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As the MCX’s recoil system is completely contained within the upper receiver there’s no need for a buffer tube assembly. So SIG SAUER sliced it off the gun. Instead of the usual screw-in stock adapter, SIG crafted a completely new rear for the MCX: a vertical Picatinny rail to attach their skeletonized stock to the gun. It’s a brilliant move given that the rail’s design is already in public use; aftermarket parts will be simple to produce and even easier to configure. (Rock River Arms has a similar system on some of their piston powered rifles. They claim it isn’t actually a Picatinny rail but a proprietary system and refuse to sell a stock to anyone without first seeing a copy of an approved Form 1.)

The MCX’s standard stock features a knuckle, allowing the stock to fold flat against the side of the rifle. This feature is better suited to short-barreled rifles, but anyone who likes to cram a bunch of rifles into a gun case will be thankful. There’s also a QD cup built-in for sling attachments and such.

It looks like the ergonomics of the stock would be about the same as the ergonomics of a piece of rebar, but in reality the gun still feels pretty good. I was able to get a proper cheek weld on the gun with no problem and the way that the comb of the stock is designed felt like a slightly slimmer version of a standard AR-15 stock. No complaints from me there.

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The SIG SAUER MCX’s fire controls are ambidextrous. Mostly. The safety selector — available on both sides of the gun — was specifically designed not to impede precision shooting or dig into the shooter’s finger. The rifle’s handsome extended magazine release button is ambi as well, enabling efficient left-handed magazine changes. The charging handle also goes both ways too (so to speak), with latches on both sides of the receiver. Unlike the SIG SAUER MPX, the MCX’s bolt release is only available on one side of the gun. It isn’t a deal breaker but it’s a design feature I really liked on the MPX.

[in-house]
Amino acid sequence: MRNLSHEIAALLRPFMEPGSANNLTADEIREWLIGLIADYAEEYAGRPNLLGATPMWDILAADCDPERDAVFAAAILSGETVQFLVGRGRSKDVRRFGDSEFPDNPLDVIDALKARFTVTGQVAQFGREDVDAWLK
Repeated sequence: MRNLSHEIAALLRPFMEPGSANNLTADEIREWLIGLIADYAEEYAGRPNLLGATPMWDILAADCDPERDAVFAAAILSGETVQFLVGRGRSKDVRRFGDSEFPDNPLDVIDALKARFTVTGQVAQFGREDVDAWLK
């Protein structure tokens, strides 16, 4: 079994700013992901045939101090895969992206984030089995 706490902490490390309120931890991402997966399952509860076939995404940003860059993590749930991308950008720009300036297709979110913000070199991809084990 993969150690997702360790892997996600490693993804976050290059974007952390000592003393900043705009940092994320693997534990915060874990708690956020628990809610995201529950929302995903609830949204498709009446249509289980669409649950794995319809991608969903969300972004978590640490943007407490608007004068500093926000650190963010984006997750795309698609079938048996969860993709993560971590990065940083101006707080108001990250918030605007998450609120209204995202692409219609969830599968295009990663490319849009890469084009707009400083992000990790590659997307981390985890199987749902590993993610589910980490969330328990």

There’s a QD cup built into the rear of the MCX’s lower receiver on both sides, but it’s more than “just” a set of QD cups. SIG joined the two cups with a hole through the center, which allows for a whole host of new sling and retention options. Another improvement: instead of the usual post-production bolt-on trigger guard, the MCX’s glove-friendly trigger guard is molded into the receiver. Nice touch.

The MCX’s trigger is a whole lot less than wonderful (i.e. awful). It’s heavier than a sumo wrestler carrying a small Toyota. Creepier than finding a sad clown doll in the back of your car. It stacks more than the set design for  Future War. I’ve said it before (which not-so-coincidentally rhymes with Tavor): an awful trigger can ruin a good gun. Accuracy is finite. When you can’t get a proper trigger pull, it’s impossible to achieve a rifle’s maximum accuracy.